Alan wondered if every ward had one of these radios – but as he was told later, various elaborate pieces of equipment he saw around the place were the gift of societies like the Lions Club or the Royal and Ancient Order of Buffaloes. Typically they would adopt Ward 14 as their Christmas charity and offer to buy presents for all the children in the ward. A lost cause – because there were only three children who would have known what to do with a toy. And of those, two were quadriplegic. Or effectively so.
After they’d made that mistake one year and the staff had been left staring at a useless pile of toys, Sister exercised her mind each year thereafter for something which could raise the quality of life for the whole ward. Something – that is – that the Buffaloes would find it attractive to donate. A hoist for the bath, a padded drying table or some new bath chairs, would certainly raise the quality of life – and not just for the staff. A new extractor fan for the 3DO – hey now! But those didn’t quite fit the Tiny Tim image. Anyway, the government was supposed to pay for things like that.
What was really needed, of course, was more staff. And that wasn’t simply a question of money. The whole of the Mental Health Service found it difficult to recruit staff of the “right calibre” as they put it – people who would work for a pittance, yet were of somewhat higher grade than the Labour Exchange was apt to send them. The economy was booming. Unemployment was low. The Prime Minister had only recently had occasion to say to the nation’s workers: “you’ve never had it so good.” No one had cared to go on-record contradicting him.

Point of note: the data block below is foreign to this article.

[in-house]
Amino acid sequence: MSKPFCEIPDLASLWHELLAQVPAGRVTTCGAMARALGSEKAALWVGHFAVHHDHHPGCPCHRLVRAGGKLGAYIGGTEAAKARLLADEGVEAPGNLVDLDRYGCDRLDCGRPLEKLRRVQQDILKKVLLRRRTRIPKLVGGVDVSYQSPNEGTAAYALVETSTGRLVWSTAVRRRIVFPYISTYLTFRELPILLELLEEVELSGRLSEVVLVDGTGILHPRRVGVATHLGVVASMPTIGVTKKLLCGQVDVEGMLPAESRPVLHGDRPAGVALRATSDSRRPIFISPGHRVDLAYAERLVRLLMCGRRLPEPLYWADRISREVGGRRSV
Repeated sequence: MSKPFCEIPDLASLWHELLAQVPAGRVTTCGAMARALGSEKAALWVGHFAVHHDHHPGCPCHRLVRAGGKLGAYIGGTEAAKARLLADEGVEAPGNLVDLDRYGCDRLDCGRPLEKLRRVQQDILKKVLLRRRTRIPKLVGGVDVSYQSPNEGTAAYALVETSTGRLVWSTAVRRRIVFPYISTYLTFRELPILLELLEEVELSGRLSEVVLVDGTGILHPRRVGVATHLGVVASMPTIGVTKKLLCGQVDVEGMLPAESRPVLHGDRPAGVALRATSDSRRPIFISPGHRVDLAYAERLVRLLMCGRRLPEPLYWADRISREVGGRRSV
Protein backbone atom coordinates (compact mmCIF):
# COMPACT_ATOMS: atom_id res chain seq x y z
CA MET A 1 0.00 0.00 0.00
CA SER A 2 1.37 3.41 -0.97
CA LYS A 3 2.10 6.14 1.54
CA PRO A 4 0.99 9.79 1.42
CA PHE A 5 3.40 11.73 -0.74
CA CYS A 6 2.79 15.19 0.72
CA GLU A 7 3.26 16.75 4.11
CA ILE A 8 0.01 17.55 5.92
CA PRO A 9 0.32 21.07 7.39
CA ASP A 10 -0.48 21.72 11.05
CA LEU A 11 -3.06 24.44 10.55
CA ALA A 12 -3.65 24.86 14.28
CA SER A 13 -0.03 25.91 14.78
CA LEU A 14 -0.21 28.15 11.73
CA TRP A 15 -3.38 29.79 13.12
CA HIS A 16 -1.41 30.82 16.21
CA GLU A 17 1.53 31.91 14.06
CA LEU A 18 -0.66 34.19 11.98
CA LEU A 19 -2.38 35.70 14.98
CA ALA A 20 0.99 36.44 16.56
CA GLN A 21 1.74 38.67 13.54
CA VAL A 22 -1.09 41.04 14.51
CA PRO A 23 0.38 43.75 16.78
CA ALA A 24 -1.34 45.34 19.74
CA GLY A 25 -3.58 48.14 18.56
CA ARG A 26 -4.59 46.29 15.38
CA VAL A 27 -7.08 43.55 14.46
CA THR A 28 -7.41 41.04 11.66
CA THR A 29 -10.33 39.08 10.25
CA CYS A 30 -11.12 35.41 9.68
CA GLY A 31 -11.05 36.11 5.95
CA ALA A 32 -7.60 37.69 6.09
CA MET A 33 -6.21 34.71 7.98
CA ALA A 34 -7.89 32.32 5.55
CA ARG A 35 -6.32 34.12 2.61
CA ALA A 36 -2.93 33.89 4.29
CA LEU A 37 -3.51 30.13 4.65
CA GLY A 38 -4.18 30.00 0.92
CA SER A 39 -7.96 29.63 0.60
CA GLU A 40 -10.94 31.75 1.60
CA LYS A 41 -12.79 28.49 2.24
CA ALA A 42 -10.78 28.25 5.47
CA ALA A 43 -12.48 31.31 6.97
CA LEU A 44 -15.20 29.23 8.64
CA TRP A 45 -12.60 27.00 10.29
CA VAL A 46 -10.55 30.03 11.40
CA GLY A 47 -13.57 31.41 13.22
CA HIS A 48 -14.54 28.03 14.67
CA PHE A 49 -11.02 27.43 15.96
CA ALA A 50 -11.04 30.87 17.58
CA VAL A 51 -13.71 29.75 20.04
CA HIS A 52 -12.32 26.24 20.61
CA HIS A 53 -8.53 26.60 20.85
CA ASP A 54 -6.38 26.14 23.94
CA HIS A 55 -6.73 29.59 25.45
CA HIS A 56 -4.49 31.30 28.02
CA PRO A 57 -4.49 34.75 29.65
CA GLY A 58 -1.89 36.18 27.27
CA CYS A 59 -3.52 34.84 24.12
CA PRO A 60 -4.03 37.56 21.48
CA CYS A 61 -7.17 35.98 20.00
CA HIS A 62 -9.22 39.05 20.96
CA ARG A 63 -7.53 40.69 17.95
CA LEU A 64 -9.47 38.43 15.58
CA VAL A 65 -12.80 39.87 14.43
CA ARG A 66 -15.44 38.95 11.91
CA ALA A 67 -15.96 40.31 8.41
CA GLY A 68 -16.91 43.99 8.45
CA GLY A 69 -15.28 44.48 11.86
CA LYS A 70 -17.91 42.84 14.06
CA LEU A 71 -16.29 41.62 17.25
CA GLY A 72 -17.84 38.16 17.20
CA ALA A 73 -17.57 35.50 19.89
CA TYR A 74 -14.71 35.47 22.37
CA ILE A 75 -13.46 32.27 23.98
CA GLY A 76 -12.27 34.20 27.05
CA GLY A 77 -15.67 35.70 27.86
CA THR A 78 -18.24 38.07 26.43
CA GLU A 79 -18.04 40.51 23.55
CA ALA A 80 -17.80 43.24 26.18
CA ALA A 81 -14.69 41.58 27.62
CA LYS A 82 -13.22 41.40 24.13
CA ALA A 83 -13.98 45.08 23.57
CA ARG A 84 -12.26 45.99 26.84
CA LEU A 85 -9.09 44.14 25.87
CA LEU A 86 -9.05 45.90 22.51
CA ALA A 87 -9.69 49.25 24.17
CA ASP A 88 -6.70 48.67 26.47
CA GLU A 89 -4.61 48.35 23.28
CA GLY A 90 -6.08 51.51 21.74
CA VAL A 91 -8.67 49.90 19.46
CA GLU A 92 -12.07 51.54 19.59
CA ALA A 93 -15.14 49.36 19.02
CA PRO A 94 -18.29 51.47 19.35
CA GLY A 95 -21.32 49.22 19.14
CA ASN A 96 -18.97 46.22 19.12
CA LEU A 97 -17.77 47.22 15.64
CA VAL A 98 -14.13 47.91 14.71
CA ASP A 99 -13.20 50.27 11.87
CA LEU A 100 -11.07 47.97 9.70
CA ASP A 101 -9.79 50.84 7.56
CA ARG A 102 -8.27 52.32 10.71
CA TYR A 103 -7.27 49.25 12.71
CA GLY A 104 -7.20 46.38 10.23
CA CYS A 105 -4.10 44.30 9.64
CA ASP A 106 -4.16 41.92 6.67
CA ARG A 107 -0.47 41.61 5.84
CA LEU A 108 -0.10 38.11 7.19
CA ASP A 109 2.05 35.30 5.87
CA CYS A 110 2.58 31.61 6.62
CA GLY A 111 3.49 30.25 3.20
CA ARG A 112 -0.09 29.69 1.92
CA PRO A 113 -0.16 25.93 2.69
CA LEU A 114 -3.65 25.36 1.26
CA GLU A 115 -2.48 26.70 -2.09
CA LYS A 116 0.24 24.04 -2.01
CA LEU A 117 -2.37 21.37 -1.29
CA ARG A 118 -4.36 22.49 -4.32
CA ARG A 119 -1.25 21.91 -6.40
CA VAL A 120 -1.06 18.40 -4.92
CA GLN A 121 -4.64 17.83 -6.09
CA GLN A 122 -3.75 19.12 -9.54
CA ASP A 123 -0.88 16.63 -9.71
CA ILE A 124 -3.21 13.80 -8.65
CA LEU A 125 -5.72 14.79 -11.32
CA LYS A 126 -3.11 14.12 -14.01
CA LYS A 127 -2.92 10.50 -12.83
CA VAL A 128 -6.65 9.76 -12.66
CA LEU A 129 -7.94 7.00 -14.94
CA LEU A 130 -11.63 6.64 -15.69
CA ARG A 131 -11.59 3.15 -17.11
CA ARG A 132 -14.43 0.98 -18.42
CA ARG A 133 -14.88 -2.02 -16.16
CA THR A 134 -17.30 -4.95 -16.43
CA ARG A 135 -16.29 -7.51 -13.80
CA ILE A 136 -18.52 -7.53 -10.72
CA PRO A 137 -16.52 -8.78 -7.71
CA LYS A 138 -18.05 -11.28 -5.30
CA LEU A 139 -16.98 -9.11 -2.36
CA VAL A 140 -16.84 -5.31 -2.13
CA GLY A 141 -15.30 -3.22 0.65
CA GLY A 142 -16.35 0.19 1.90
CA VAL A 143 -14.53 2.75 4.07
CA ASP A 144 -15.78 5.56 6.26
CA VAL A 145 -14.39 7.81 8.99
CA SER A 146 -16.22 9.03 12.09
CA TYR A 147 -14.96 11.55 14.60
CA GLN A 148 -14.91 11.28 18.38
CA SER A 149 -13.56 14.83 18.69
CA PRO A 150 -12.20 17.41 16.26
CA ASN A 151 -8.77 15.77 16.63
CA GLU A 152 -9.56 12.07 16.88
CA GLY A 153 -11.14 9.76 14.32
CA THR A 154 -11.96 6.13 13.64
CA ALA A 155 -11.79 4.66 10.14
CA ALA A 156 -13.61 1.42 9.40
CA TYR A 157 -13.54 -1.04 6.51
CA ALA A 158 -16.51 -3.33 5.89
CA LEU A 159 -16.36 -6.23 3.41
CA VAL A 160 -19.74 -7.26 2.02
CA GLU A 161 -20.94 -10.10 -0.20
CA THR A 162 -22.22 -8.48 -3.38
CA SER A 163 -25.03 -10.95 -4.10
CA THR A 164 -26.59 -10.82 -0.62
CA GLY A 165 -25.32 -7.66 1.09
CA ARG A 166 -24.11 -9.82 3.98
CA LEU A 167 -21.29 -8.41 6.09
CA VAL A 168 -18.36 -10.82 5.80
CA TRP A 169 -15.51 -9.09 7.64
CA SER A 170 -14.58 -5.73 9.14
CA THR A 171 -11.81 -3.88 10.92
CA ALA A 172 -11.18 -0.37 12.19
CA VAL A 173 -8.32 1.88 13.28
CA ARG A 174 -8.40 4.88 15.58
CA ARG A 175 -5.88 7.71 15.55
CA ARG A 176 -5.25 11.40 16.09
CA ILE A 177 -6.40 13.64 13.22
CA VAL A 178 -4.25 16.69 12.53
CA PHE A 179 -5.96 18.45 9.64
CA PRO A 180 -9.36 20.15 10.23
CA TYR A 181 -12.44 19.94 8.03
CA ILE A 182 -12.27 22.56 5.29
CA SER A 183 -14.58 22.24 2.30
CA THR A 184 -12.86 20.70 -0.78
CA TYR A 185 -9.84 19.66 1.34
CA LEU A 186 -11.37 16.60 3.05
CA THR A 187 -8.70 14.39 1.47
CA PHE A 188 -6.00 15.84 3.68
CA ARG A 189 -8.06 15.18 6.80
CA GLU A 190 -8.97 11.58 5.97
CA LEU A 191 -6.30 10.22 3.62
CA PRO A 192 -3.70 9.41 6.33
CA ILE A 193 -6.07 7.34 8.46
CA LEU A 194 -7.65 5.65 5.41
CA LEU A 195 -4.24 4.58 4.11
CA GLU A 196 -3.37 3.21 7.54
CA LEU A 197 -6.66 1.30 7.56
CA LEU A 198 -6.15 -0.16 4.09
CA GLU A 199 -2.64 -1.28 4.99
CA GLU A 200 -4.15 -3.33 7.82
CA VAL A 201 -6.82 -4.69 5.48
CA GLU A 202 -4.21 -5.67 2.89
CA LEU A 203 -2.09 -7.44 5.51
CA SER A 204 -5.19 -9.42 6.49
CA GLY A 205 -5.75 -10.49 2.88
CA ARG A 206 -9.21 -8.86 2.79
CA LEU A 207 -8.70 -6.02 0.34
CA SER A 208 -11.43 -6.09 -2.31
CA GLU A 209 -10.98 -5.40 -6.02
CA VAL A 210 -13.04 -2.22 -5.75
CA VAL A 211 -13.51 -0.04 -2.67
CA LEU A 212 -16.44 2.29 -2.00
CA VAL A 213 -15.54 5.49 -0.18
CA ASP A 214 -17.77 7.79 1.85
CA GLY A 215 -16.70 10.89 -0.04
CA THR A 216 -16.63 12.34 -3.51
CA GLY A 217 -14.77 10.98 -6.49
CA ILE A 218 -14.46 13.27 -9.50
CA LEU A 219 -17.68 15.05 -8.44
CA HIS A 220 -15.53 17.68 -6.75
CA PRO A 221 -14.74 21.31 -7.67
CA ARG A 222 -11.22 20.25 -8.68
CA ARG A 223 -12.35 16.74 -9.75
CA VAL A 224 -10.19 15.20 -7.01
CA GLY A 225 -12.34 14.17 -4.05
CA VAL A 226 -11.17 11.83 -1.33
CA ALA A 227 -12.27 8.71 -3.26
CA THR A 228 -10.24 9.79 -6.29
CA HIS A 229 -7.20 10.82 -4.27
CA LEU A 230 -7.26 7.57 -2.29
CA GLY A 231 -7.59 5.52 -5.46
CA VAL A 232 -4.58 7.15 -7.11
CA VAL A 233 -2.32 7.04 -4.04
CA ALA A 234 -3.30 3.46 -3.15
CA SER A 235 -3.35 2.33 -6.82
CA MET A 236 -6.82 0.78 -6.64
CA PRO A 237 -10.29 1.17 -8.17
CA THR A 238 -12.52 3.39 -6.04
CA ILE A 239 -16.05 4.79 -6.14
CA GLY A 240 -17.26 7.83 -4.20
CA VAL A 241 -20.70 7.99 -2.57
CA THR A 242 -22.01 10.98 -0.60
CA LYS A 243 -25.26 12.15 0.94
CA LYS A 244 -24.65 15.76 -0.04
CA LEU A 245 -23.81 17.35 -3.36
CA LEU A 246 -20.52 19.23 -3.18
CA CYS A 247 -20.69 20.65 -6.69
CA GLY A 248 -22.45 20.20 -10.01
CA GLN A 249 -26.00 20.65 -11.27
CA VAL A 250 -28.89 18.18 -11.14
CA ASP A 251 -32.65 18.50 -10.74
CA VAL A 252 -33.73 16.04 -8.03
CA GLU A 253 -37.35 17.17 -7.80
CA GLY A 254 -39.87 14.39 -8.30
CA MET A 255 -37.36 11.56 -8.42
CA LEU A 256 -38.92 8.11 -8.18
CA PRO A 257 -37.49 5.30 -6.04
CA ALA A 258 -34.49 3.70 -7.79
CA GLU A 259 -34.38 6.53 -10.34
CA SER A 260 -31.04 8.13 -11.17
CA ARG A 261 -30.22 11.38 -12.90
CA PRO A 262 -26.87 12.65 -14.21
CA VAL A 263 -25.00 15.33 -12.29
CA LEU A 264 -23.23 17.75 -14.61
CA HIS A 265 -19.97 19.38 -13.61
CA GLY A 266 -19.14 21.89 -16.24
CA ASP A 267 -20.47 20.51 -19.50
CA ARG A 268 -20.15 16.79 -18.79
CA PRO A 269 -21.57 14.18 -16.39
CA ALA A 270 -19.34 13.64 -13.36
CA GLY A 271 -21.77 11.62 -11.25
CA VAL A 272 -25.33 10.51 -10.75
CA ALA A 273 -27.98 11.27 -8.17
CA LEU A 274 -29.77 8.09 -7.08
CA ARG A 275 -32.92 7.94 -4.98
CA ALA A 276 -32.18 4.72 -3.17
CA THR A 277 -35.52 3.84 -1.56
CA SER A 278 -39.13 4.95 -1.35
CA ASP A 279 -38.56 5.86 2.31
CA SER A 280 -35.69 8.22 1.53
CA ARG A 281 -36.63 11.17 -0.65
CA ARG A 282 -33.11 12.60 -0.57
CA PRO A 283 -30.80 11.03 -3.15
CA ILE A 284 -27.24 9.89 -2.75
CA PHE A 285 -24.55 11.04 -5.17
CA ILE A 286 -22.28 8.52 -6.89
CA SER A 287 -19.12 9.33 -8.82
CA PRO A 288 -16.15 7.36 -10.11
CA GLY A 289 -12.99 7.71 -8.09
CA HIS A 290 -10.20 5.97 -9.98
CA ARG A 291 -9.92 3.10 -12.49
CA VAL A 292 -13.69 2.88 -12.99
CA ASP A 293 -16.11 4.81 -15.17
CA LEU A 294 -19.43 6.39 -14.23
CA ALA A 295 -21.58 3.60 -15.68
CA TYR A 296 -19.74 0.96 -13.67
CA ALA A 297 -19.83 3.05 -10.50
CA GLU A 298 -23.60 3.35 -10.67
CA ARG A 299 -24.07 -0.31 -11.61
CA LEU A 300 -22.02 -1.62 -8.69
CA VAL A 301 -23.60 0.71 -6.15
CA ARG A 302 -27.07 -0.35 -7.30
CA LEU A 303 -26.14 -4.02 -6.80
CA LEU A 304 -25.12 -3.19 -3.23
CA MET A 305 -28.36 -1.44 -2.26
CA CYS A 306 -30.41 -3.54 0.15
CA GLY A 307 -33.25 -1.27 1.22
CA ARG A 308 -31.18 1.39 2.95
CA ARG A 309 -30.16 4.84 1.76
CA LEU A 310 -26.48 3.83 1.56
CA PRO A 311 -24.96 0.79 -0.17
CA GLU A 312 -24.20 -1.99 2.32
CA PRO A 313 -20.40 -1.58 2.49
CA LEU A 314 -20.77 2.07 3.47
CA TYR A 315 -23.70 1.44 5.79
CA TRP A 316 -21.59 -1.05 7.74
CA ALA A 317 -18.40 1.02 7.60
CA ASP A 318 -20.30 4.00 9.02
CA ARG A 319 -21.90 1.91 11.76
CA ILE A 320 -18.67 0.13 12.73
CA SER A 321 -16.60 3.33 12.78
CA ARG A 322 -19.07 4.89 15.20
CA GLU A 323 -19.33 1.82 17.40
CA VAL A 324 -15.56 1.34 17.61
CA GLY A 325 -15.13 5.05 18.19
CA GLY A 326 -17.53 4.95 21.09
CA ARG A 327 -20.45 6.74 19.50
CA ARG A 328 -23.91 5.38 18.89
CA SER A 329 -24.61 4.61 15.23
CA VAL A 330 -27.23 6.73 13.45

When Alan got back to the ward, Poonawala said to him “Why did you choose this job?”
“It chose me. I came looking for a porter’s job. But Matron had other ideas…”
Poonawala laughed. “Yes, she is a very persuasive lady.”
“I was hoping to keep my eye open for a porters’ job when it came up. But I think I shall stay in this one now.”
“You’re not hating it, then?”
“…No.” It was the first time Alan had admitted it to himself. “It was a bit of a shock at first…”
“That I can imagine!”
“But after a while you don’t feel you can let people down.”
Poonawala pulled out a draw-sheet. “That is how everyone feels,” he said with a shrug. “The authorities have come to rely on it.”
He could have said “presume on it”, but Poonawala picked his words carefully. Words for him were like scalpels. Use one for sharpening your pencil – and it won’t cut flesh.
“Isn’t there a union?”
“Several. The porters are all union men. The nurses have a union too, but it never goes on strike. On principle. And it doesn’t do much for us nursing assistants – we’re only untrained staff, you see. So nobody bothers to join.”
They made the bed in silence for a minute, Alan copying Poonawala’s movements as if they were doing a stage double-act, folding the blankets round the mattresses in neat hospital corners.
“Have you never thought of training properly,” said Poonawala, “as RMN – Registered Mental Nurse?”
“I’ve got a place on a degree course for September next year,” said Alan.
“Oh I see! So this is just a temporary job for you. Lucky you.”
…to be continued.